A Vineland teacher caught running naked through an apartment complex on a dare is the first tenure case resolved under a new law designed to reduce the time it takes for such cases.
In the past, tenure cases had dragged on for a year or more.
Mark C. Bringhurst did lose his job, but representatives of both the state teacher’s union and the school boards association said the new procedure did protect his right of due process while resolving the case in a timely manner. It took less than four months from the time charges were filed with the state.
Bringhurst was a fifth-grade teacher at the Winslow School in Vineland for about eight years, and was its Teacher of the Year for 2011-12.
He was arrested on March 21 by Berlin Township police in Camden County and charged with lewdness after running naked through the Greenway Apartments parking lot. According to the police report cited in the case, Bringhurst said it was the second time he had done so, both times on a dare, but he did not expect anyone to see him.
The case was heard in municipal court, and in July the charges were amended to “acting in an improper manner” to which Bringhurst pleaded guilty.
The Vineland school district on June 27 notified Bringhurst that tenure charges would be brought before the local board of education. The board approved the charges in Aug. 8 and on Aug. 21 the district filed them with the state education commissioner.
The matter was referred to arbitrator Robert C. Gifford Sept. 13, and a hearing was held in Vineland on Oct. 18, with written briefs filed by Oct. 31.
In his decision, which was posted on the Department of Education web site Dec. 5, Gifford said Bringhurst exercised very poor judgment on more than one occasion, and his lack of judgement is not diminished by the fact that the conduct occurred outside of school.
“The respondent’s actions are simply not consistent with the conduct that a fifth-grade elementary teacher must display, whether in or out of the classroom,” Gifford wrote. He concluded that the penalty of dismissal was justifiable and reasonable.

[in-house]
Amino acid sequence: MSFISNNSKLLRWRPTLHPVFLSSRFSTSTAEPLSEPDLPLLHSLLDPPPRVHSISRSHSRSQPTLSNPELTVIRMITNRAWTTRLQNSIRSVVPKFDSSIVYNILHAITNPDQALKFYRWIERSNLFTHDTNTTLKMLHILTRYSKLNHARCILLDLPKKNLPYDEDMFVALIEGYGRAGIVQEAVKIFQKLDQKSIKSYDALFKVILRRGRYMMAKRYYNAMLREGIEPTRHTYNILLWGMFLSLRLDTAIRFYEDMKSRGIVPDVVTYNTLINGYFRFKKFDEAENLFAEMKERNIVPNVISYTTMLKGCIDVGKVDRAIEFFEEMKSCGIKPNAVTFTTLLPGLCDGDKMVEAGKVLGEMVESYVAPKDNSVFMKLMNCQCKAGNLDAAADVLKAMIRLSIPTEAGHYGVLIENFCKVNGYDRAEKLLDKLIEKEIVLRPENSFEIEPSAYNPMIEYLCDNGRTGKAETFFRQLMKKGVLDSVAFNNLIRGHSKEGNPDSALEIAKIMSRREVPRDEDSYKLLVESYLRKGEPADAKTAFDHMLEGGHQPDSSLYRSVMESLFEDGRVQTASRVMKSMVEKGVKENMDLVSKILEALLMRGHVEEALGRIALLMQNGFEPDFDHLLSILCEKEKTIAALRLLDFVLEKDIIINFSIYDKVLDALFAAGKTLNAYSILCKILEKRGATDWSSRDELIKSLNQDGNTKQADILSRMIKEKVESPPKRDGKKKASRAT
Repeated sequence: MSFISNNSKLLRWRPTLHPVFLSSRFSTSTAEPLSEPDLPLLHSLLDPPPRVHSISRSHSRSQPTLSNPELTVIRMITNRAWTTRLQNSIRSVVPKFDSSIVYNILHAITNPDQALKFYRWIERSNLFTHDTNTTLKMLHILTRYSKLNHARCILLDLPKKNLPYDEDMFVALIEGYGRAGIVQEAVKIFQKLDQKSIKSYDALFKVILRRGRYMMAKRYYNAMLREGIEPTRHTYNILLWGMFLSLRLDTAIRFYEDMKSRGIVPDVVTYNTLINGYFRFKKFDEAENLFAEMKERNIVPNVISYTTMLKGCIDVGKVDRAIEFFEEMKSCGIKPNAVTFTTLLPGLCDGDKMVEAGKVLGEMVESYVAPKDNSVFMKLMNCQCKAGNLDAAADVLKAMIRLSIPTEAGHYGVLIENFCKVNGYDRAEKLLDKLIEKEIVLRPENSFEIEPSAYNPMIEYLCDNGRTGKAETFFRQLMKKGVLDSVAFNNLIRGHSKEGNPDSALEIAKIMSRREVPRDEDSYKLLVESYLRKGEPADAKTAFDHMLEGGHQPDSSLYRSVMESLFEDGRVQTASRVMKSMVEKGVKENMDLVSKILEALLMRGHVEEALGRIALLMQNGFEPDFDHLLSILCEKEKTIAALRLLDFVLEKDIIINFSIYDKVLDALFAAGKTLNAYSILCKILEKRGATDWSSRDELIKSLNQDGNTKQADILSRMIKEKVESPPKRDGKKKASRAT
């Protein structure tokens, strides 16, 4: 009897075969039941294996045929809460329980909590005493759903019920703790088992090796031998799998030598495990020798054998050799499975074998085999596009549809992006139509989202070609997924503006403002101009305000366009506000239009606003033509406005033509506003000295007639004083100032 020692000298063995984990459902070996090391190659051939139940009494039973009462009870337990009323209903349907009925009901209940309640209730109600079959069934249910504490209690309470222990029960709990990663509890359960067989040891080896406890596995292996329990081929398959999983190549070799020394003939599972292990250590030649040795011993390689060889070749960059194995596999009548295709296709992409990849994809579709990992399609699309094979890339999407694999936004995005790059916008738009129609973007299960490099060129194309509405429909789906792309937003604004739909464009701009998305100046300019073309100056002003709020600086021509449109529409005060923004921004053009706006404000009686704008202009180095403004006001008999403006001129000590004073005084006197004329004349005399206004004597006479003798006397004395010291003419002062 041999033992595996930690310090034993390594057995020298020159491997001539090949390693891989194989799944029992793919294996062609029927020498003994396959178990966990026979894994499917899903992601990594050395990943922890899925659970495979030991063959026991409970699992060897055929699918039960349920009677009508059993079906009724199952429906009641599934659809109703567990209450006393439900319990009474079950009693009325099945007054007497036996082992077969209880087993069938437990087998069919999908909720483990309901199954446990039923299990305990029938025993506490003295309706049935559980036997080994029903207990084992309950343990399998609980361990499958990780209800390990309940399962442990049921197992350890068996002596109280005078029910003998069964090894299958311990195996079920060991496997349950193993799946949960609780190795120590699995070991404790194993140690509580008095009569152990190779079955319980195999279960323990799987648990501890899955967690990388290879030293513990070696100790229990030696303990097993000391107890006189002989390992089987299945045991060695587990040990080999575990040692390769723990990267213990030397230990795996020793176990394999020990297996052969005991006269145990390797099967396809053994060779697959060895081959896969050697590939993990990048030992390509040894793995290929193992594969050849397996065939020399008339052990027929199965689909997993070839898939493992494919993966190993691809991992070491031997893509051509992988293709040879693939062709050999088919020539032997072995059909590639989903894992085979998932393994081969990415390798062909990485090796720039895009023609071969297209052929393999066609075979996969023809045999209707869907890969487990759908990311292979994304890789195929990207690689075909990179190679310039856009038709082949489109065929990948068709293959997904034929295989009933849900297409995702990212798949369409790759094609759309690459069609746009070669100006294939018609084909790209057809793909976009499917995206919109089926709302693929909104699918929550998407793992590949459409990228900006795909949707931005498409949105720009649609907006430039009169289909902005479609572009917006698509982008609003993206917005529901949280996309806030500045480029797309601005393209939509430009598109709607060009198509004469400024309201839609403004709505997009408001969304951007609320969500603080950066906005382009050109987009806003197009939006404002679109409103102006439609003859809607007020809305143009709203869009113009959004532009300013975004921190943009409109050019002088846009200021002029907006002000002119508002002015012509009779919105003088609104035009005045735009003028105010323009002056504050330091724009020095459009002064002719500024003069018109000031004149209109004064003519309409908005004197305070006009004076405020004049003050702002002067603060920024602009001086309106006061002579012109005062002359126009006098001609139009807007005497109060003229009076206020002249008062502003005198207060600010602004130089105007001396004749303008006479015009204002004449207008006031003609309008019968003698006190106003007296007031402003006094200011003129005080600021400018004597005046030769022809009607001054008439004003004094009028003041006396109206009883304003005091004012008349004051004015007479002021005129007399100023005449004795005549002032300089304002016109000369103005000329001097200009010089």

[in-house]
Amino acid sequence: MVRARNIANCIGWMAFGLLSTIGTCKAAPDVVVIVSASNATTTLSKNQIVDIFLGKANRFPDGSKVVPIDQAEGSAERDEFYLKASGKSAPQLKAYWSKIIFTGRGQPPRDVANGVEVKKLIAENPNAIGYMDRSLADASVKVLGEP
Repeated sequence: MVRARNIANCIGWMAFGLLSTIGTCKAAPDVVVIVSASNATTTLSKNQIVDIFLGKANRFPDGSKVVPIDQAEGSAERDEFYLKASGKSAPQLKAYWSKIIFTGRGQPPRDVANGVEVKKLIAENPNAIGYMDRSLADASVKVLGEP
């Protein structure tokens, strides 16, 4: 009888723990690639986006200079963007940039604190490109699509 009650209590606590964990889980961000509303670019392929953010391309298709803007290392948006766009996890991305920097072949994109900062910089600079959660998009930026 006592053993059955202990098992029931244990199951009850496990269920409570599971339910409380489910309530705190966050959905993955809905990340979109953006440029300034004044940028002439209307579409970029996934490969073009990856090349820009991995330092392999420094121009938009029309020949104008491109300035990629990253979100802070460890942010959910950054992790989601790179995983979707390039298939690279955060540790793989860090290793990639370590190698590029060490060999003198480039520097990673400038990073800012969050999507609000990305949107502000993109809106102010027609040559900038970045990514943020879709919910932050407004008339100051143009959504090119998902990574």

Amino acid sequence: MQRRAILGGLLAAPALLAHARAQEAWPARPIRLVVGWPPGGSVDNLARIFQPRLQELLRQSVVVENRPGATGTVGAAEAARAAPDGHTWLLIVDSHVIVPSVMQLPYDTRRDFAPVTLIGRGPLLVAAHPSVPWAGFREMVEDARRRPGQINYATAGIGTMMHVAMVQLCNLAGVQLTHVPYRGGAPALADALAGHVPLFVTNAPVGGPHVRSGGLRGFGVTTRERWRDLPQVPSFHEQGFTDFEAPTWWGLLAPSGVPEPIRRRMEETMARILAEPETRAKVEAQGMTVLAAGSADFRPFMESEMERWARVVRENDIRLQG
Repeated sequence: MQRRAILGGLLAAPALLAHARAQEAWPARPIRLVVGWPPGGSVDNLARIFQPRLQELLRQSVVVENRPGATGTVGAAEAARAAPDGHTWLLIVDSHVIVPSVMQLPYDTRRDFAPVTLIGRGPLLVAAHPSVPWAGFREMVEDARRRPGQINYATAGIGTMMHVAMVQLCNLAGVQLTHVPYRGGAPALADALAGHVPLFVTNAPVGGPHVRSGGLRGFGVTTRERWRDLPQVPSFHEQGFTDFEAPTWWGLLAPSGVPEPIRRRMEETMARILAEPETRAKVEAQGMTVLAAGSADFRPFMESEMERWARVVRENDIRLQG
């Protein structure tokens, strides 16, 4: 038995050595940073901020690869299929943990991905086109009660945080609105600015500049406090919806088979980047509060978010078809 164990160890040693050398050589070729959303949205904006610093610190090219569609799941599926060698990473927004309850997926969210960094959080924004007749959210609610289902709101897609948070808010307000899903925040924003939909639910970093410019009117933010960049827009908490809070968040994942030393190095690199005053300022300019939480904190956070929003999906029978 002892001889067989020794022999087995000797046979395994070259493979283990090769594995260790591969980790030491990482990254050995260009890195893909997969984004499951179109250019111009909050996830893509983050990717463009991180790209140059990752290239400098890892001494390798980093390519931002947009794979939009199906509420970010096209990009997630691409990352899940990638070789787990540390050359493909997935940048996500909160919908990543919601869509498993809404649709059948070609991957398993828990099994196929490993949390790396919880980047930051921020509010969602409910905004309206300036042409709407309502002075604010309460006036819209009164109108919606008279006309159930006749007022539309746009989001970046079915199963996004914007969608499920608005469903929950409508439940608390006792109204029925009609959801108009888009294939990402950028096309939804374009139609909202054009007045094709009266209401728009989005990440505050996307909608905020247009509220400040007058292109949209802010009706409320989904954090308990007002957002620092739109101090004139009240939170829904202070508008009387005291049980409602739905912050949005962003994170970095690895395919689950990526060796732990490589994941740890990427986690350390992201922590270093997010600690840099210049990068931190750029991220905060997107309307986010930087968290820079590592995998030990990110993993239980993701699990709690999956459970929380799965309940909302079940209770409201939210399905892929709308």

The arbitrator’s decision does not affect Bringhurst’s teaching license or his ability to teach in another district. The decision to revoke his license would be made separately by the state Board of Examiners.
Bringhurst’s attorney, Robert Bowman, said Wednesday he could not comment on the decision itself since he had not yet reviewed it with his client. But he said he thought the arbitration process was “fair and expeditious.”
“It brought resolution in a timely manner,” he said.
Vineland school district solicitor Robert DeSanto could not be reached for comment Wednesday.
State Department of Education officials said the case was the first to be handled under the new arbitration system, and there are currently 31 additional active tenure cases statewide.
The binding arbitration system is part of the new state TEACHNJ tenure reform law and was included to make it easier for school districts to terminate tenured teachers.
Prior contested tenure cases had gone through the administrative court system and had often taken a year to resolve. The New Jersey Education Association proposed an arbitration system to make sure tenured teachers could not be arbitrarily fired and would still have the right of due process. Under the new law, signed by Gov. Chris Christie on Aug. 6, a hearing must be held within 45 days of a contested tenure case being assigned.
Frank Belluscio, spokesman for the New Jersey School Boards Association said Wednesday they supported the arbitration process as a way to save time and money.
NJEA spokesman Steve Baker said they are watching the new law’s implementation as cases go through the arbitration system.
“So far it seems that it is working as it is supposed to,” he said. “But it is too early to make a final judgment.”
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